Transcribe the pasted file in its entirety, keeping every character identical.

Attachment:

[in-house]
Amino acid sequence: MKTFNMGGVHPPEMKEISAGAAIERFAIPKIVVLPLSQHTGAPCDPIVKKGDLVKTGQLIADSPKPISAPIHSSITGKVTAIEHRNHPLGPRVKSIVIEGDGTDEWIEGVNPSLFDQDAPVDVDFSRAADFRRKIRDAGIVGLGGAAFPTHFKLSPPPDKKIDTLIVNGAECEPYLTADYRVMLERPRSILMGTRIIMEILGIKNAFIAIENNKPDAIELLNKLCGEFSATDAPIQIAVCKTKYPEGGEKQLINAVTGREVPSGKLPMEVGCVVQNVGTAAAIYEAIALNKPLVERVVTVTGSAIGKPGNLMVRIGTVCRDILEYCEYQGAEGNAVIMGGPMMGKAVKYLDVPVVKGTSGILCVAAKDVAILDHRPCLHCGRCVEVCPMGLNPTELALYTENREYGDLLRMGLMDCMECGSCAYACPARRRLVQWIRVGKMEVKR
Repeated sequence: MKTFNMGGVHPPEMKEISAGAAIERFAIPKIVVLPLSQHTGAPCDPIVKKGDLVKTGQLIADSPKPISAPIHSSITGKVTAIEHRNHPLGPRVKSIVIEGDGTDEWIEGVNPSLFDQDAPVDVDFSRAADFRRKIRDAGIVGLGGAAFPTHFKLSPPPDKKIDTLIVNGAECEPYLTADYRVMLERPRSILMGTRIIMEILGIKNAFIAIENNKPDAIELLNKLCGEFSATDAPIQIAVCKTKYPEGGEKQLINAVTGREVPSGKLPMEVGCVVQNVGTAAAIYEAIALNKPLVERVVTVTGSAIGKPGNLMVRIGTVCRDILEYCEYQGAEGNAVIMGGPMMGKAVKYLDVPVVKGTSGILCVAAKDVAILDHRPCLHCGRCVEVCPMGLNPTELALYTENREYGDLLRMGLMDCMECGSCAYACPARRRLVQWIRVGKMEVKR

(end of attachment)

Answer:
[in-house]
Amino acid sequence: MKTFNMGGVHPPEMKEISAGAAIERFAIPKIVVLPLSQHTGAPCDPIVKKGDLVKTGQLIADSPKPISAPIHSSITGKVTAIEHRNHPLGPRVKSIVIEGDGTDEWIEGVNPSLFDQDAPVDVDFSRAADFRRKIRDAGIVGLGGAAFPTHFKLSPPPDKKIDTLIVNGAECEPYLTADYRVMLERPRSILMGTRIIMEILGIKNAFIAIENNKPDAIELLNKLCGEFSATDAPIQIAVCKTKYPEGGEKQLINAVTGREVPSGKLPMEVGCVVQNVGTAAAIYEAIALNKPLVERVVTVTGSAIGKPGNLMVRIGTVCRDILEYCEYQGAEGNAVIMGGPMMGKAVKYLDVPVVKGTSGILCVAAKDVAILDHRPCLHCGRCVEVCPMGLNPTELALYTENREYGDLLRMGLMDCMECGSCAYACPARRRLVQWIRVGKMEVKR
Repeated sequence: MKTFNMGGVHPPEMKEISAGAAIERFAIPKIVVLPLSQHTGAPCDPIVKKGDLVKTGQLIADSPKPISAPIHSSITGKVTAIEHRNHPLGPRVKSIVIEGDGTDEWIEGVNPSLFDQDAPVDVDFSRAADFRRKIRDAGIVGLGGAAFPTHFKLSPPPDKKIDTLIVNGAECEPYLTADYRVMLERPRSILMGTRIIMEILGIKNAFIAIENNKPDAIELLNKLCGEFSATDAPIQIAVCKTKYPEGGEKQLINAVTGREVPSGKLPMEVGCVVQNVGTAAAIYEAIALNKPLVERVVTVTGSAIGKPGNLMVRIGTVCRDILEYCEYQGAEGNAVIMGGPMMGKAVKYLDVPVVKGTSGILCVAAKDVAILDHRPCLHCGRCVEVCPMGLNPTELALYTENREYGDLLRMGLMDCMECGSCAYACPARRRLVQWIRVGKMEVKR